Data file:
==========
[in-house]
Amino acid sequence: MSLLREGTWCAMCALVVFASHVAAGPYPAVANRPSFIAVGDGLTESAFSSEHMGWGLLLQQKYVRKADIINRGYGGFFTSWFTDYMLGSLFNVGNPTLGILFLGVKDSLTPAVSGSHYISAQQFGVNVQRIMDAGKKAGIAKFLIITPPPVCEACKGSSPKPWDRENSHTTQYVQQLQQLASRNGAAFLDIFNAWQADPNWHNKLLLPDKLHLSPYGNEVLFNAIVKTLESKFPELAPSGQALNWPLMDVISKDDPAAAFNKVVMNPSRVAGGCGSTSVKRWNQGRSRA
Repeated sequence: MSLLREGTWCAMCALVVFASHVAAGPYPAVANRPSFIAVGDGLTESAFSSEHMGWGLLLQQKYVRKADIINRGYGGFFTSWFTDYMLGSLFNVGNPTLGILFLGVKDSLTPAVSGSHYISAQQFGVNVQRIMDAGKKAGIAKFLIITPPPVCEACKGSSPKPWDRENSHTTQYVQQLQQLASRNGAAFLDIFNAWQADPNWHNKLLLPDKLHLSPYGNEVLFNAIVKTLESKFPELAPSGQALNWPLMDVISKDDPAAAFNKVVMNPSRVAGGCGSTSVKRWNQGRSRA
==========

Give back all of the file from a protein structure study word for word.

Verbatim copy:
[in-house]
Amino acid sequence: MSLLREGTWCAMCALVVFASHVAAGPYPAVANRPSFIAVGDGLTESAFSSEHMGWGLLLQQKYVRKADIINRGYGGFFTSWFTDYMLGSLFNVGNPTLGILFLGVKDSLTPAVSGSHYISAQQFGVNVQRIMDAGKKAGIAKFLIITPPPVCEACKGSSPKPWDRENSHTTQYVQQLQQLASRNGAAFLDIFNAWQADPNWHNKLLLPDKLHLSPYGNEVLFNAIVKTLESKFPELAPSGQALNWPLMDVISKDDPAAAFNKVVMNPSRVAGGCGSTSVKRWNQGRSRA
Repeated sequence: MSLLREGTWCAMCALVVFASHVAAGPYPAVANRPSFIAVGDGLTESAFSSEHMGWGLLLQQKYVRKADIINRGYGGFFTSWFTDYMLGSLFNVGNPTLGILFLGVKDSLTPAVSGSHYISAQQFGVNVQRIMDAGKKAGIAKFLIITPPPVCEACKGSSPKPWDRENSHTTQYVQQLQQLASRNGAAFLDIFNAWQADPNWHNKLLLPDKLHLSPYGNEVLFNAIVKTLESKFPELAPSGQALNWPLMDVISKDDPAAAFNKVVMNPSRVAGGCGSTSVKRWNQGRSRA